The four-day long Festival of Mutuality was held last October 10 to 13 at Turin and Pinerolo in north Italy. The two cities hold an historical significance as it was the birthplace of the first workers’ mutual help societies (Società Operaia di Mutuo Soccorso, SOMS). The festival was co-organized by the SOMS di Pinerolo and the SOMS d’ambo i sessi “Edomondo De Amicis”. The former was the first mutual-help society to be founded in the Italian peninsula, or more precisely in what was then the kingdom of Savoia, in 12 October 1848, while the latter was founded in Turin in July 1908. The mutual-help societies played an important role in both the making of the working class and, or rather through, its welfare organisations. The latter would incubate both the labor union organising and gradually (by the mid-20th century) the welfare state as we know it.
However, while the development of the public welfare model led to the disappearance of the vast majority of those mutual help societies, during the recent crisis new grassroots solidarity networks have emerged foregrounding the issue of mutualism and its important role once more. In this context the festival tried to reflect on past and current experiences, to draw parallels and differences and to discuss and investigate the role of mutualism and solidarity in changing and shaping our societies and our future today. Thus the festival’s rich program included talks and debates by academics and activists alike as well as diverse cultural events inspired by the mutualistic movement.
Among those invited was Christos Giovanopoulos from infrademos, to talk on the experience of the Greek grassroots solidarity networks which appeared during the crisis and their relation to mutualism. More precisely he was invited to participate in two events. The first was held on in the premises of SOMS “Edomondo De Amicis” in Turin and examined the role of mutualism in the past and today. Among the invited panelists was also Salvatore Cannavo, author of the Mutualismo, Ritorno al futuro per la sinistra. The second event was held in Pinerolo, the main site of the festival and where a museum of the workers’ mutualistic movement is hosted. The panel included academics and activists from new and active solidarity and mutualistic collectives and discussed the role of women, refugees and the youth in current examples of mutualism. At the same time, it reflected on the new contexts that mutualism appears today and subsequently on the new meanings that it acquires, or it needs to, when new subjects and communities involve in its practice.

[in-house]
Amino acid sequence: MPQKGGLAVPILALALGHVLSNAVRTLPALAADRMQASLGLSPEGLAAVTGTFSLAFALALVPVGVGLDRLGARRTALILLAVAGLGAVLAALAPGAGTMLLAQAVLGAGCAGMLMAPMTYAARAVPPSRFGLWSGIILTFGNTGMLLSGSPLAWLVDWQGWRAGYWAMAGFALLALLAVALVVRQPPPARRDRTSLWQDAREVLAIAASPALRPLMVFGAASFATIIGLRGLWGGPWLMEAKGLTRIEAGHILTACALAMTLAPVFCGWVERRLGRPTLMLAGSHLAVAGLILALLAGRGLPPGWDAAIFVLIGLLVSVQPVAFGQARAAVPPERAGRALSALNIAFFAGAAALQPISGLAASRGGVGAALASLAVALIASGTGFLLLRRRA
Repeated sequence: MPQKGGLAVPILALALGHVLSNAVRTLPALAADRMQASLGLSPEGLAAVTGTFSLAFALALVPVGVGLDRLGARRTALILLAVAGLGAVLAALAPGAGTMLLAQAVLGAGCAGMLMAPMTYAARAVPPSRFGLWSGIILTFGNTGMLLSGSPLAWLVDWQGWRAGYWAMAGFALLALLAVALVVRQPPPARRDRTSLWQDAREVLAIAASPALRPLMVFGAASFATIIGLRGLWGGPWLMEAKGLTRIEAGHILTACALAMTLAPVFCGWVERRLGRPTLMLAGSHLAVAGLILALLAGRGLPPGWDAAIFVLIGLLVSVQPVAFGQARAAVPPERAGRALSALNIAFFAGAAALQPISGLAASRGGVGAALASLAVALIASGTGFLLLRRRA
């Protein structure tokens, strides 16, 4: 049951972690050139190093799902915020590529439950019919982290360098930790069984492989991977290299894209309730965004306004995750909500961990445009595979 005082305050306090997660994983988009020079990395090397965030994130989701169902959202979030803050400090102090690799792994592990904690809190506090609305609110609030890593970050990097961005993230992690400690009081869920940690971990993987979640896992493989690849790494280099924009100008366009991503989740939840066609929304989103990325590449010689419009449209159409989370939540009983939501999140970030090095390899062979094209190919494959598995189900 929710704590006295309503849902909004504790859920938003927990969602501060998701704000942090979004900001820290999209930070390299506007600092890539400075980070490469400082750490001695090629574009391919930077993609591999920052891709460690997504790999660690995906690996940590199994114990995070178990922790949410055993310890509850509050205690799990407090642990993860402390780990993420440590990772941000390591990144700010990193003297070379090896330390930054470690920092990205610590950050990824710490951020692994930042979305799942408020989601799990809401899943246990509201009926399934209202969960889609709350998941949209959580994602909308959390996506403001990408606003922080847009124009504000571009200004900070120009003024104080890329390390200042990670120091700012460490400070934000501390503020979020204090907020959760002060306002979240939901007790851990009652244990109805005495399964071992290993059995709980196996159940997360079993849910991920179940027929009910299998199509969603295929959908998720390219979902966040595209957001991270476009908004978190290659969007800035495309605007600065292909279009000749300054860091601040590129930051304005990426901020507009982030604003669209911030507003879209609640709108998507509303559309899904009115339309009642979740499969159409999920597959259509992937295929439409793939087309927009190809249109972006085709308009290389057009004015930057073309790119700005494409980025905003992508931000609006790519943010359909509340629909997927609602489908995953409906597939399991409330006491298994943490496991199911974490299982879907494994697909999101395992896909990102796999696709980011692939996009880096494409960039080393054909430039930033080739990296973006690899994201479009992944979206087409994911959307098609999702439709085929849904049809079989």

The aim of the festival was to bring together old and new examples, activists and intellectuals, in an effort to enhance the connections and the network building between the mutualistic organisations and practices in Italy. While such aims go beyond the capacities of a festival, fact is that such events confirm the return of mutualism and solidarity as foundational principles and ingredients in the quest for social change and participation. Moreover, such events hold their own, miniscule as it may be, role in fostering the infrastructural capacities of the people and their communities to better their lives - following the old workers’ mutual-help societies model which informed the infrastructuring of the modern welfare services.